“Ivory traders everywhere will always do whatever they can to evade detection by law enforcement,” said co-author Alex Hofford, a wildlife campaigner with WildAid Hong Kong. “It’s like playing a game of whack-a-mole. If it closes down over here, up it pops over there.

“We encourage the Hong Kong government to look into finding new and innovative ways to further restrict domestic Hong Kong ivory trade ahead of the full ban on 31 December 2021 — which is over three long years away,” he said. “Judging by the recent news of the 87 elephants massacre[d] in Botswana, a lot of elephants can still be slaughtered in that time.”

Mary Rice, executive director of the Environmental Investigation Agency (EIA), who was not part of the paper, said large consignments of seized ivory were historically destined for markets in mainland China. While there is concern that the closure of China’s ivory markets, combined with increased enforcement there, could shift the trade to Hong Kong’s markets, it is also driving ivory to growing markets like Vietnam and Laos. These markets “cater predominantly for Chinese consumers who can no longer legally purchase ivory at home,” Rice said.

“Cambodia also now features regularly in seizure incidents,” she added. “Weak governance and enforcement in these countries facilitates the emergence of markets to fill the void created by China’s decision to ban ivory trade.”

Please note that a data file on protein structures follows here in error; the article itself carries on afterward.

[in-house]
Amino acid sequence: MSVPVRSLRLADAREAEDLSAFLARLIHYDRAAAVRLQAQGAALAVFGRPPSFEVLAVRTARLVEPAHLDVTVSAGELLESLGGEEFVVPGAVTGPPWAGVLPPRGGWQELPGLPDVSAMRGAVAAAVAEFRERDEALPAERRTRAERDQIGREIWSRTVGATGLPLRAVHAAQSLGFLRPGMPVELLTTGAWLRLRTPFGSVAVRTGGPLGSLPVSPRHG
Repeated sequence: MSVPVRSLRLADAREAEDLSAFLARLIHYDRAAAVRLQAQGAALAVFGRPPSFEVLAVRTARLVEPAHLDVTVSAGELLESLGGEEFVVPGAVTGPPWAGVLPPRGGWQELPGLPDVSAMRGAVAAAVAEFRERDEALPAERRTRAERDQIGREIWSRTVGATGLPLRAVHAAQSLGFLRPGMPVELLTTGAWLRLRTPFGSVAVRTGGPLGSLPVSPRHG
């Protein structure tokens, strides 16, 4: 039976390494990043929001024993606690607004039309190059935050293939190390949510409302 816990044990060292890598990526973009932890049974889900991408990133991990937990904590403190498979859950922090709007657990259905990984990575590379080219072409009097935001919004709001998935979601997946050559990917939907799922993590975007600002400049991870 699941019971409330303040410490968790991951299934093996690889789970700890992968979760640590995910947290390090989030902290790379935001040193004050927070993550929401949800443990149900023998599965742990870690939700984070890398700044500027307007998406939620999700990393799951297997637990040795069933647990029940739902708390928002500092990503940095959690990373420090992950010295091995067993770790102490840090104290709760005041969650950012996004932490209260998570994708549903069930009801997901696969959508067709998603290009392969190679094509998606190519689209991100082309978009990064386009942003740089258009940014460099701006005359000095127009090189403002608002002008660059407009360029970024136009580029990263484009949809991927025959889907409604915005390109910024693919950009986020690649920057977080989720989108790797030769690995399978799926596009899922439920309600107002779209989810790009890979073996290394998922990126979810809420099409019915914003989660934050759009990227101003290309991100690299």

Gibson and his colleagues, while applauding the Hong Kong government’s decision to phase out the ivory trade, urged a complete ban with immediate effect.

To possess and sell elephant ivory in Hong Kong, traders must have a license issued by the government. All currently held licenses will expire on Dec. 30, 2021.

To implement the ivory ban immediately, the government would have to cancel these licenses, Gibson said. While this is possible to do, Gibson said it was unlikely to happen because ivory traders had a strong political presence in Hong Kong.

Delaying the full ban to 2021 is “legally unnecessary,” said Amanda S. Whitfort, an associate law professor at the University of Hong Kong, whose husband, David Dudgeon, is a co-author of the recent letter.

“The right to private property under Articles 6 and 105 of the Hong Kong Basic Law is not absolute,” Whitfort said. “The government is permitted to take reasonable and rational action to restrict citizens’ free use of their property, including its sale, where restrictions are justified in the public interest. In this case, the government can make an extremely strong claim that the continued sale of ivory in Hong Kong compromises the legitimate societal interest in ending a trade that cannot be ethically or sustainably sourced.”

Whitfort said that since traders had not been asked to surrender their ivory to the government, “they may continue to keep it, exhibit it or even donate it. They simply may not sell it.”

“Those who have stockpiled pre-CITES ivory have had notice of the closure of the global ivory market for more than two decades, there is no legitimate need to allow them any more time,” she said. “Only after a total ban on the sale of all ivory has been implemented can Hong Kong begin to address the decades of harm our market has caused.

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Sunday, July 29, 2018

Chinese border guards watch as elephant crosses through checkpoint into Laos